Fair funding in schools, disparity among districts can be in the - WCBD-TV: News, Weather, and Sports for Charleston, SC

Fair funding in schools, disparity among districts can be in the millions

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South Carolina schools are not in control of how much money they have to spend on students, instead the children depend on the wealth of the districts for the amount allowed per pupil.

 At Summerville High School, the classrooms could hold the key to countless jobs, but fall short with donated computers from over a decade ago.

"Is that what they're going to face?" Rebecca Jackson, DD2 Science Interventionist, questioned the school's standard versus real job expectations.

"We have to say to our students we can't afford it, we can't afford it so instead we're going to come here and you're going to just look at it and not touch and feel it," Summerville teacher, Alice Kelley said.

Dorchester District 2 is one of the most under-funded districts in the state. Thousands of students in DD2 start each school year already lacking what other South Carolinians are handed on the first day.

Click here for more about what DD2 schools are doing to overcome funding disparity.


Representative Jenny Horne wrote a bill that would change the way all schools in the state receive money. That bill, HB 4407, would give DD2 $17 million more a year, adding teachers and program funding at Summerville High School, Fort Dorchester High School and Ashley Ridge High School.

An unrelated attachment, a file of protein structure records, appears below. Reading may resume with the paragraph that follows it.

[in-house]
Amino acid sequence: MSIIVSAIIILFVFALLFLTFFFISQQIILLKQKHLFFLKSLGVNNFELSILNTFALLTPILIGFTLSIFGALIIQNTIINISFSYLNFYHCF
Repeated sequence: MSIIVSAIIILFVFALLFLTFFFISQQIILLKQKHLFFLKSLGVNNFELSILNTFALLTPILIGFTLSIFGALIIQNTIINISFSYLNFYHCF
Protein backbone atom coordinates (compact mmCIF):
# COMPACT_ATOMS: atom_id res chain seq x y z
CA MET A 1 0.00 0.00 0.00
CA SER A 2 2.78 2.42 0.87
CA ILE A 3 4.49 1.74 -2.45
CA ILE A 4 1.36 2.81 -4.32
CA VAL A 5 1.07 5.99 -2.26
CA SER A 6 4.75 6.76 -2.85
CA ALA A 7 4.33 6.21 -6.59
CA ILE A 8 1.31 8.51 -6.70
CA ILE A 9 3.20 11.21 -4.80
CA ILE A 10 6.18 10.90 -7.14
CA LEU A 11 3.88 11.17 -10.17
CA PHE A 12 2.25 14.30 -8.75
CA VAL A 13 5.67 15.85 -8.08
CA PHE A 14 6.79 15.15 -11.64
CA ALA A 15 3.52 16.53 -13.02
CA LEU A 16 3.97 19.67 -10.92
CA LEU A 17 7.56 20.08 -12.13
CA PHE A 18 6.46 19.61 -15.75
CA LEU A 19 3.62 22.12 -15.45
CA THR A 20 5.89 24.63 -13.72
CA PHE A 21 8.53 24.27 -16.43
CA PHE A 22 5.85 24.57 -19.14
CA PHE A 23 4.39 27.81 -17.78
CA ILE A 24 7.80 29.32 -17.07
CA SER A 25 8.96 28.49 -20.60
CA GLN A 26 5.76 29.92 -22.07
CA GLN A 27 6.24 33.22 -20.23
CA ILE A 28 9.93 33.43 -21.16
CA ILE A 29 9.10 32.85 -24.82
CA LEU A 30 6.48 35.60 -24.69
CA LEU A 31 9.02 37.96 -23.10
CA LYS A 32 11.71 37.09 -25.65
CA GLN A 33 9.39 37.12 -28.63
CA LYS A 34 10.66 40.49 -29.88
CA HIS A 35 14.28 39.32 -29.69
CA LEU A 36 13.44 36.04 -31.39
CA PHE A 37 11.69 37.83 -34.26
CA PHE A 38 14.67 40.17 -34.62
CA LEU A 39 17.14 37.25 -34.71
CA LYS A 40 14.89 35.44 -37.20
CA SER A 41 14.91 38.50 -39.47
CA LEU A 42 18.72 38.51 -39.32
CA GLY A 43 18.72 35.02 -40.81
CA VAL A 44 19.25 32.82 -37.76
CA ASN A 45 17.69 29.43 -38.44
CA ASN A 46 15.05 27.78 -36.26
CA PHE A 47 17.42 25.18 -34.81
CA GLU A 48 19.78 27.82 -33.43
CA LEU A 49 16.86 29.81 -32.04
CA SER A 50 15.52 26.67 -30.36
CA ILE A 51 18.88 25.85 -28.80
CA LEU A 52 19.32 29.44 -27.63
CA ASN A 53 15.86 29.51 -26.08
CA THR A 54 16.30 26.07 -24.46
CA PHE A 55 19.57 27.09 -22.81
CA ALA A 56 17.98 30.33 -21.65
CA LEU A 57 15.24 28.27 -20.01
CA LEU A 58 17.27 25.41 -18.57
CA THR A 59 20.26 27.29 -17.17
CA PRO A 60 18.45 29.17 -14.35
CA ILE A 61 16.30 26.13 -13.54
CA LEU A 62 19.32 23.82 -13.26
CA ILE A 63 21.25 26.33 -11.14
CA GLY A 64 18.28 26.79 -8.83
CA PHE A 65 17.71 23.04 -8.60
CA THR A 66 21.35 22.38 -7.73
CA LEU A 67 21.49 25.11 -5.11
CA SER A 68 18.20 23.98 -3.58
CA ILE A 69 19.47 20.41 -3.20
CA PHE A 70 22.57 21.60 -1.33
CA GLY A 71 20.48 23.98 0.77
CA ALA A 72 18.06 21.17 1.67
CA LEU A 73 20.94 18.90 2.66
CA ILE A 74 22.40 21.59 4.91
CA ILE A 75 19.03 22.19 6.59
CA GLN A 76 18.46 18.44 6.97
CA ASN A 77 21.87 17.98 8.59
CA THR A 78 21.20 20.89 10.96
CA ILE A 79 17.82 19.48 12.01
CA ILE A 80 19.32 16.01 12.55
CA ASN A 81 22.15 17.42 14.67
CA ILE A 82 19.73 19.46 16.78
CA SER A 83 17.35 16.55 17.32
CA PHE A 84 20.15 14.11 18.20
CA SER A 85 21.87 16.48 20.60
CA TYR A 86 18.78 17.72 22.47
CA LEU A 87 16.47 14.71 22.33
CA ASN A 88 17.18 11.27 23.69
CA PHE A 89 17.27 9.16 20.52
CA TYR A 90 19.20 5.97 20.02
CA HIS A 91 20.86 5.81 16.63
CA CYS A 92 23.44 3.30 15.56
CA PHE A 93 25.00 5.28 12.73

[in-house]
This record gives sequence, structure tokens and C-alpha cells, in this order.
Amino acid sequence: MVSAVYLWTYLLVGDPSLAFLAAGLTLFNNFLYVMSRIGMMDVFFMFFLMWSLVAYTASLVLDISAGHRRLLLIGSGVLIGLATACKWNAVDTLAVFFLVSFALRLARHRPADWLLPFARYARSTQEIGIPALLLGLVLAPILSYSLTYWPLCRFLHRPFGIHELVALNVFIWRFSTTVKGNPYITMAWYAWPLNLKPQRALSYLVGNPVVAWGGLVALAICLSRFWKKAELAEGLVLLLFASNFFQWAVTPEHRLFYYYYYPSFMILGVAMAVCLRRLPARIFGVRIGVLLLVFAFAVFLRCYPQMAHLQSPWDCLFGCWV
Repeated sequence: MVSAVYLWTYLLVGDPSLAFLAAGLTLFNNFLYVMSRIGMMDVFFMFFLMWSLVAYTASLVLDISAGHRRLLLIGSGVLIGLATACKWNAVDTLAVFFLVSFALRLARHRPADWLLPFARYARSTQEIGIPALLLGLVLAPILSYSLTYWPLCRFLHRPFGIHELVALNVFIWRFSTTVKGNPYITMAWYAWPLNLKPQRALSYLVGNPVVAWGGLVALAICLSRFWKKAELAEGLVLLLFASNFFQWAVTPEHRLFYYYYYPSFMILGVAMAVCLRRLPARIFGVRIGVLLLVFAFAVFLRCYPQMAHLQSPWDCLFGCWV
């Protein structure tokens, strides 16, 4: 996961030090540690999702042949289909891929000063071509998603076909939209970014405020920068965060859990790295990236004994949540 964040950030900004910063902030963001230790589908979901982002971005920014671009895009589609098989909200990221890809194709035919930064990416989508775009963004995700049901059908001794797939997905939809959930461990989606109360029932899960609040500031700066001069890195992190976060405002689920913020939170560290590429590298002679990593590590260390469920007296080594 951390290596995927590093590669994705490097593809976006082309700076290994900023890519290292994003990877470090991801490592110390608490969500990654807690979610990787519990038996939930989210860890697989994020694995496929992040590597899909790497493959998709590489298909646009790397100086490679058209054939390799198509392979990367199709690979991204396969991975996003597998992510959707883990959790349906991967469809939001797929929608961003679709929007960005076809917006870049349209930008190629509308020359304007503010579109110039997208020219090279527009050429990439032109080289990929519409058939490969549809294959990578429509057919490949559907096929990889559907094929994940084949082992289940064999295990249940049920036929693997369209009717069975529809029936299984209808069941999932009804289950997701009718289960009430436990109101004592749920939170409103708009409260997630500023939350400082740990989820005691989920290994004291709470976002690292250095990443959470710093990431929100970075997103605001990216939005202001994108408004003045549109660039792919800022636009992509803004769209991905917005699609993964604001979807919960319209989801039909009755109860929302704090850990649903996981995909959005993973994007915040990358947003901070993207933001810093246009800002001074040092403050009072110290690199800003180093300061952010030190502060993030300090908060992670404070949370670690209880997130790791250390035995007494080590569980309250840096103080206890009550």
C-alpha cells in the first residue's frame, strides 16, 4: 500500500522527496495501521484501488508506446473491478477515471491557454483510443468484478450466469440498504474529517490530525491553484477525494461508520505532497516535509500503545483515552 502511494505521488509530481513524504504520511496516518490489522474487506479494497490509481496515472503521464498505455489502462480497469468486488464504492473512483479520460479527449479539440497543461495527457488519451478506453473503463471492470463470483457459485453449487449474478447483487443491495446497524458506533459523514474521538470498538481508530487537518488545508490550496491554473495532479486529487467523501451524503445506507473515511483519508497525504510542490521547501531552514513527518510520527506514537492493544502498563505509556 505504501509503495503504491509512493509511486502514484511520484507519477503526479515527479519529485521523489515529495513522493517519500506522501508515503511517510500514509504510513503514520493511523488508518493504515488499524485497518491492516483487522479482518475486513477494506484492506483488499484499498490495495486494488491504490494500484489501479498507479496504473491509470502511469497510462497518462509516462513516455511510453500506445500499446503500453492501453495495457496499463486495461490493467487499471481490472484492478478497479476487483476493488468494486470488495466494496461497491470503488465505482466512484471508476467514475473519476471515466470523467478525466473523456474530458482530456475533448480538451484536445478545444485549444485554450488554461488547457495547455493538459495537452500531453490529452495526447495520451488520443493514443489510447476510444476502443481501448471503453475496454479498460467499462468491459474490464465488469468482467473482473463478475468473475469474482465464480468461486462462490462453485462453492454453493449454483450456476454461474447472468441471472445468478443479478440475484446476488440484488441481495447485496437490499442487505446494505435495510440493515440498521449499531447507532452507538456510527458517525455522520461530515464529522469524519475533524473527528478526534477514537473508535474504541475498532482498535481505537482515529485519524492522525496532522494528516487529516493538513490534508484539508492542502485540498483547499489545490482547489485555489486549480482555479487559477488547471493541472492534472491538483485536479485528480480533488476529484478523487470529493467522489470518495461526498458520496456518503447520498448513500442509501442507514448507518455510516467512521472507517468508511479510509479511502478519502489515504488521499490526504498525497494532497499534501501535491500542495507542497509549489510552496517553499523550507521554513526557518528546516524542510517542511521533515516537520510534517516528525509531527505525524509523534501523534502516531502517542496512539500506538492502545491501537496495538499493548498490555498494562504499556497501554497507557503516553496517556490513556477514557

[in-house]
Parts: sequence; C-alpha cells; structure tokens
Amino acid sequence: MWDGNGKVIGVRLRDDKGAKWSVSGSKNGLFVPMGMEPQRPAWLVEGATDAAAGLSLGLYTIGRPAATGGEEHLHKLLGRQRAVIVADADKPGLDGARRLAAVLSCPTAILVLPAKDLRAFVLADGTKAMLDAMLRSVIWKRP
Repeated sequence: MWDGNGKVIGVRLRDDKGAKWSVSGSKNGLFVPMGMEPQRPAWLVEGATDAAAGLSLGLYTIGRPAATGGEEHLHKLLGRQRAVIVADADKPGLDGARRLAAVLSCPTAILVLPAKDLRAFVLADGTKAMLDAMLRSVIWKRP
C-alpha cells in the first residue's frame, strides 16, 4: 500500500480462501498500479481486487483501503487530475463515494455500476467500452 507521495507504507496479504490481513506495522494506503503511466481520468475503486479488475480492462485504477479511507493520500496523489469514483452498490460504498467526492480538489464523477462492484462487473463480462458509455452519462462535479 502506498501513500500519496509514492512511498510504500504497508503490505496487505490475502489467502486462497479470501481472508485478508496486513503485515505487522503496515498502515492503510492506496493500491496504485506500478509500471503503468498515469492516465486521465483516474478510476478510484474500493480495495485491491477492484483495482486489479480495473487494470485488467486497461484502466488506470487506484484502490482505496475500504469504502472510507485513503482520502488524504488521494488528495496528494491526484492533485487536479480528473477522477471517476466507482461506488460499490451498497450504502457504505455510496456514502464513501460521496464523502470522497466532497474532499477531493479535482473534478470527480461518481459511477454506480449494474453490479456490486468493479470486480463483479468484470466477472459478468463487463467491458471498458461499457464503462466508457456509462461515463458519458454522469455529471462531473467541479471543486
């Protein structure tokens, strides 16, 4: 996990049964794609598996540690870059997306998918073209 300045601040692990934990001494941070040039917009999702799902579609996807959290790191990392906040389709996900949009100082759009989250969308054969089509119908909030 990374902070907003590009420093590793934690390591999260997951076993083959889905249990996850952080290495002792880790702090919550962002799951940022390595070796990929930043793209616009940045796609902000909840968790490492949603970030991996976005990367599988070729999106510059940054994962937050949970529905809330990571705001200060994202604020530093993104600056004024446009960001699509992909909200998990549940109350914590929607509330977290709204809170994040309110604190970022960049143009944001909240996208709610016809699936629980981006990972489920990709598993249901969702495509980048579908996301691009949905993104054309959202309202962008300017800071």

"They would have some advantages that other districts can provide that we simply cannot afford to provide in Dorchester District 2," Horne said.

Although, she admits some districts across SC would end up receiving less money per pupil.

"This bill is designed to marry the business community with public education so that they're all working together," she said. "Overall this is a way overdue revision of the education funding formulas because they're 30-years-old and they're just simply antiquated."

District CFO, Allyson Duke, said a couple years ago a bond referendum took Summerville High from depreciating to functional. Now she said they need more funds to allow the community a fighting chance at producing the next generation of the workforce.

"We would have the same amount spent as up in another part of the state or Columbia, or are all around the state, so it would level the playing field," Duke said.

Horne is up for re-election. Her opponents disagree with HB 4407.

Franklin Smith said he thinks it would ultimately raise taxes and put more government in place. Instead, he suggests giving parents the right to choose their child's school.

Evan Guthrie, another district opponent, said he is against HB 4407 because he thinks it takes away local government control.

The bill goes before a subcommittee later this week.

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